"I think we all know how strong Hillary Rodham Clinton has been as a spokesman for children and health care," Corzine said. "She is the go-to U.S. Senator that everyone turns to on these issues."

Congressmen Frank Pallone and Rob Andrews also endorsed Clinton today, giving her a strong base of support in the Garden State.

Posted by: leichtman | April 4, 2008 1:30 PM | Report abuse

Another problem for Andrews is that he is not trusted by progressive Democrats:

Andrews, for example, joined Republican colleagues in supporting a fence along the Mexican border; backed legislation pushed by banks and credit card companies making it more difficult for people to erase their debts through bankruptcy; supported a constitutional amendment to ban flag burning; and voted for the estate tax repeal.

Lautenberg took the opposite stance on each of those measures.

Andrews not only supported the Iraq invasion but was an author and vocal advocate of the war resolution, and attended the White House signing ceremony. In 2003, he said there was little doubt that there were chemical and biological weapons in Iraq, and predicted that the "evidence will become clear."

Posted by: harlemboy | April 4, 2008 1:25 PM | Report abuse

bonjedi and crisis spreading garbage again. Today's subject for them, deliberately misrepresenting Gov. Corzine's endorsement of HC this past monday. Nice try why don't you try posting his actual words of endorsement which was full of praise for HC and went further in answer to a reporter's question to speculate that HC will surpass Sen Obama in the poular vote and that to speculate otherwise was a waste of his busy time. Nice try. More Obamaspeak.

Posted by: leichtman | April 4, 2008 1:25 PM | Report abuse

"With respect for Senator Lautenberg and his public service I will offer them that choice in this historic year of change."

Well Andrews has the rhetoric down, but I know a buncha people in N NJ who've never heard of him.

Crowley though, I have to say, has a very impressive personal history, having started a biotech company to try to find a cure for a genetic disorder his children were born with. That could play very well.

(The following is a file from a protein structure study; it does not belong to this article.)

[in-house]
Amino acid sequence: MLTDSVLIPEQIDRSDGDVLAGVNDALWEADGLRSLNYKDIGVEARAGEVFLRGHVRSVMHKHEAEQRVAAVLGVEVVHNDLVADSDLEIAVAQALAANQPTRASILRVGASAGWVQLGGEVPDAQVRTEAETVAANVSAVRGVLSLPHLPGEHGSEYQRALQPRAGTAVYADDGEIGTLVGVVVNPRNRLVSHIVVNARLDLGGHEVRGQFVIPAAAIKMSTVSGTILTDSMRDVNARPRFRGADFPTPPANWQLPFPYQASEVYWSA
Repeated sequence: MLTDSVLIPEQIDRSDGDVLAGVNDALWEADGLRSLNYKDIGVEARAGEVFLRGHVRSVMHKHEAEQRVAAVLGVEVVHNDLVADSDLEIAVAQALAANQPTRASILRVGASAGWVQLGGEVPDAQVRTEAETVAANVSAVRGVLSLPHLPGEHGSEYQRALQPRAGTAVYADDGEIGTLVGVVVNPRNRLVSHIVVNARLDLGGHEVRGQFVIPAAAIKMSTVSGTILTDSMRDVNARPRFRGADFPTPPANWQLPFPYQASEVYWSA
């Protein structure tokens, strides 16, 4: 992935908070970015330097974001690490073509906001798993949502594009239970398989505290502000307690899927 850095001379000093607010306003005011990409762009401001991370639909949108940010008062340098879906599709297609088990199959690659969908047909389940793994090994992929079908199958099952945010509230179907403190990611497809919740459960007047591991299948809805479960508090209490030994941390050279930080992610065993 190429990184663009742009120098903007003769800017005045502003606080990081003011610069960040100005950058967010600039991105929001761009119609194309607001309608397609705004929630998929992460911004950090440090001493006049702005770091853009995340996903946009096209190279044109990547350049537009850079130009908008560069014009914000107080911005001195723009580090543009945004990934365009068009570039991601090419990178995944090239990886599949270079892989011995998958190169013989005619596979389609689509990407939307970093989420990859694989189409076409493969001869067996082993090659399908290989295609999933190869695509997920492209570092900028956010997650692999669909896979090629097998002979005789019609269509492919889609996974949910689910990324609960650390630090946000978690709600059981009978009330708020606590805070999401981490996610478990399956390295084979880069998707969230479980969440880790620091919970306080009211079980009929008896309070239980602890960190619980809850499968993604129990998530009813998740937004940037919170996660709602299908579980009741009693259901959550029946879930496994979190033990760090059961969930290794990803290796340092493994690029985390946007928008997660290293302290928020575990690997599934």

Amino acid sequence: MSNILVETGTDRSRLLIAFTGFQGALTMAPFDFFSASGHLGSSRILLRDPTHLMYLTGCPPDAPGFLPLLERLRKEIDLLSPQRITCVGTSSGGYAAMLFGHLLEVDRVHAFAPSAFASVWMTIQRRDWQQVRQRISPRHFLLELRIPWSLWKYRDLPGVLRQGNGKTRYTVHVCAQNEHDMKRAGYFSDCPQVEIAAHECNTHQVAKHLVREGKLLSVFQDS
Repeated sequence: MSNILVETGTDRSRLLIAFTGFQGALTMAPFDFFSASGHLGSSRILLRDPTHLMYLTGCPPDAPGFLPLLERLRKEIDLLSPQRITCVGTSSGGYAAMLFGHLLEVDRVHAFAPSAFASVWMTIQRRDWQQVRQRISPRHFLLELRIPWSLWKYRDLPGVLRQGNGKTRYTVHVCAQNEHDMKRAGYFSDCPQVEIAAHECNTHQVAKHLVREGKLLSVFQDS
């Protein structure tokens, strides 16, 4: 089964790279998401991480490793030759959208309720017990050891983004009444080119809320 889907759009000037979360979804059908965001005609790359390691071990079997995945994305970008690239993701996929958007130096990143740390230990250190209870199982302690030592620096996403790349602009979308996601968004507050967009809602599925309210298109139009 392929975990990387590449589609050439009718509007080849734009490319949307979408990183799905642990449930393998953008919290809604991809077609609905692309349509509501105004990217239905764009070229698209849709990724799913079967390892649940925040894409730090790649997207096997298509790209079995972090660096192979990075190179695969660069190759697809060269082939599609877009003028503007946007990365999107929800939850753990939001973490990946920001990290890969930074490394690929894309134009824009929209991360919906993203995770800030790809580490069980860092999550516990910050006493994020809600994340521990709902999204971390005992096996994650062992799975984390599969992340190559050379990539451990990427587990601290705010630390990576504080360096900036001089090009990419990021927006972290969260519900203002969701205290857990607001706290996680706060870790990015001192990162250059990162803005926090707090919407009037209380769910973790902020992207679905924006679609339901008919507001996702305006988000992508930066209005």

Posted by: drindl | April 4, 2008 1:18 PM | Report abuse

"He was supporting Hillary's bid for the White House, but that doesn't mean he's going to go down with the ship if she doesn't make it."

True, but my point is that Corzine is one of Hill's most vocal backers. He has been her surrogate on FNS and other talkies for her campaign. This week the talking point - intentional or not - is that supers should be voting for her because Obama can't win. Maybe Corzine is better able to read the writing on the wall when he lays out the escape route.

Posted by: bondjedi | April 4, 2008 1:17 PM | Report abuse

He was supporting Hillary's bid for the White House, but that doesn't mean he's going to go down with the ship if she doesn't make it. Not everything in this world is black and white (no pun intended). He may have liked certain things about Clinton more than Obama, but that doesn't mean he won't yield to the voters if it comes down to it.

Posted by: thecrisis | April 4, 2008 1:11 PM | Report abuse

Dirty, sleazy, crooked politics are the reason most people are FROM New Jersey (and also explains Hillary Clinton's win there).

Best example - Governor Corzine preparing his escape route from his Clinton commitment, after making the rounds of the Sundays a few weeks ago as a Clinton supporter.

Posted by: bondjedi | April 4, 2008 1:02 PM | Report abuse

Interesting race. It's too bad Lautenberg is getting the challenge, though, because it seems it would have been an easy run to re-election considering your recent blog about his Republican competitor's total incompetence.

Posted by: thecrisis | April 4, 2008 1:02 PM | Report abuse